In August this year my family and I took a day trip out to the Beaulieu National Motor Museum located in Dorset. Our last visit to this museum was in 2011. We were excited to see what had changed in the museum as the last six years since the rise and adoption of the Electric Car, also known the an Electric Vehicle or EV.
I was already aware that Jonny Smith’s non-production 1974 Enfield 8000 ‘Flux Capacitor’ (the world’s fastest road-legal car) had moved to the museum, but I wasn’t here to see this. I was here to see Electric Cars from their very beginnings to the present day, after all this is the National Motor Museum!
In the list of production Electric Cars I was looking forward to ‘perhaps’ seeing at National Motor Museum, included the Tesla Roadster, the General Motors EV1, the Toyota RAV4 EV, the Honda Insight, maybe even the ground breaking Nissan Leaf or Toyota Prius? Perhaps there could even be a production Tesla Model S or Tesla Model X? Maybe a Vauxhall Ampera or a Chevrolet Bolt? There are loads of other wacky EV’s as well, perhaps they’d even be a Hydrogen fuel cell car which is also classed as an EV. I was interested in finding out how the motor museum had changed to include and tell the EV story.
On entering the museum I found a 2017 Peugeot 308 SW Diesel in pride of place at the entrance, this reassured me that the museum was constantly changing and updating their motor vehicles; I just knew I was going to find at least one recent Electric Vehicle at Beaulieu!
I found production petrol cars. I found production diesel cars. I even found steam cars. But I couldn’t find the electric cars! I asked at the museum’s information desk, they directed me to the Electric Vehicles on display.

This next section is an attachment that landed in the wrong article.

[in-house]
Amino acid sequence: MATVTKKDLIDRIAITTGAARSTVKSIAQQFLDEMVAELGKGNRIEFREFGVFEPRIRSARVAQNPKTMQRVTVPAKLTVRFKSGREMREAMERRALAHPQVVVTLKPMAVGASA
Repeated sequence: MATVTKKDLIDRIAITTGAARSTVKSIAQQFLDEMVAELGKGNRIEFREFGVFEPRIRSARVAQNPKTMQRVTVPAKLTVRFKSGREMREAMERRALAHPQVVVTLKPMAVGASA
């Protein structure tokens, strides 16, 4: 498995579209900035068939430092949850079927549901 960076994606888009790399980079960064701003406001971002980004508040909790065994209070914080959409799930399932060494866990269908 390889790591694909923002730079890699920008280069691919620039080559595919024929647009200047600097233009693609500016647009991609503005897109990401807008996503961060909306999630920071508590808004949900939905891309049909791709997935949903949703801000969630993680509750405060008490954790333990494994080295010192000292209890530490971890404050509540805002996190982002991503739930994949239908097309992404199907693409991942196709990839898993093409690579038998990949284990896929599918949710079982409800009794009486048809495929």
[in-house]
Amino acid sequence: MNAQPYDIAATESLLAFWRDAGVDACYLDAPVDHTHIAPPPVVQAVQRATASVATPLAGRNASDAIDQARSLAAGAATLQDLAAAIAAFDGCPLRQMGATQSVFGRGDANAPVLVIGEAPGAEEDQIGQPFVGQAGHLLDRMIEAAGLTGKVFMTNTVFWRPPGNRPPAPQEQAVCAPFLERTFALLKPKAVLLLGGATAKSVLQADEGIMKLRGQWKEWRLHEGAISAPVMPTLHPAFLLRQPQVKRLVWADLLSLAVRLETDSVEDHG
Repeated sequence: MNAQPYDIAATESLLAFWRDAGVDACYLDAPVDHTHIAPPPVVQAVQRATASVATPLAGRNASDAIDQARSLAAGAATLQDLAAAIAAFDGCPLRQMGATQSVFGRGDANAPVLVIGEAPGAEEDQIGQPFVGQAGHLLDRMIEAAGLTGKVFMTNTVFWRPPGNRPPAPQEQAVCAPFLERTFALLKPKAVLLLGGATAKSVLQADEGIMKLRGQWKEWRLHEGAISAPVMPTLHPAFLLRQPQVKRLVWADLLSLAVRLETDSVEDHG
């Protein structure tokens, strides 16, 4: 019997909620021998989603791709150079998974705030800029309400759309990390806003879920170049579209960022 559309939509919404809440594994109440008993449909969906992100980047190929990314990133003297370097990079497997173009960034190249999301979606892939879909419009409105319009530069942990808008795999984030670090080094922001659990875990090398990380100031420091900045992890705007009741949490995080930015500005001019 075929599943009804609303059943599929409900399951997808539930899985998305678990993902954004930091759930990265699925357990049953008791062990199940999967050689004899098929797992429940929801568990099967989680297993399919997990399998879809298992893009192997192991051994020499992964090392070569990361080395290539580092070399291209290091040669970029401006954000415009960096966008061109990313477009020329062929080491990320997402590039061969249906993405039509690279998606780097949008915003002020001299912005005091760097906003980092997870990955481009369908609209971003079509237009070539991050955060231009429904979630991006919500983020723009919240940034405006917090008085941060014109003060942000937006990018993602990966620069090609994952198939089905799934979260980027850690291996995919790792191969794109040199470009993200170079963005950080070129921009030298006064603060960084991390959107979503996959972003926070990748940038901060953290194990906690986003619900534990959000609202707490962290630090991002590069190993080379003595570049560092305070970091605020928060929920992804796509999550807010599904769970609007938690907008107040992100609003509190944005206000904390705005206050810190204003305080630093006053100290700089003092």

At Beaulieu National Motor Museum it turns out there are three non-production electric vehicles, and just one production EV. The single production EV at Beaulieu National Motor Museum is 116 years old! Hardly a good representation of production EVs through the ages!
Production Electric Vehicles at Beaulieu National Motor Museum
- 1901: Colombia Electric, formerly owned by Queen Alexandra of Denmark
Non-Production Electric Vehicles at Beaulieu National Motor Museum
- 1939: Harrods Delivery Van
- 1974: Jonny Smith’s heavily modified Enfield
- 1993: Solar Flair, World Solar Challenge EV
Gallery, click for larger
In this 1999 interview with The Telegraph the late-Lord Montagu who set up the National Motor Museum in 1952 said electric cars were eco, boring, and all looked the same. He also stated EVs wouldn’t be exhibited in the National Motor Museum. Is it time for this decision to be revisited?
In case you were wondering, in the end I did succeed in finding a recent production electric vehicle at the Beaulieu National Motor Museum; I found a 2016 Mitsubishi Outlander PHEV in the visitor car park, which I then drove home … on account of it is my own vehicle. If you want to see a passenger EV that is less than a century old at the Beaulieu National Motor Museum then you’ll need bring your own.
I don’t find it acceptable that the National Motor Museum is excluding a class of vehicle, do you?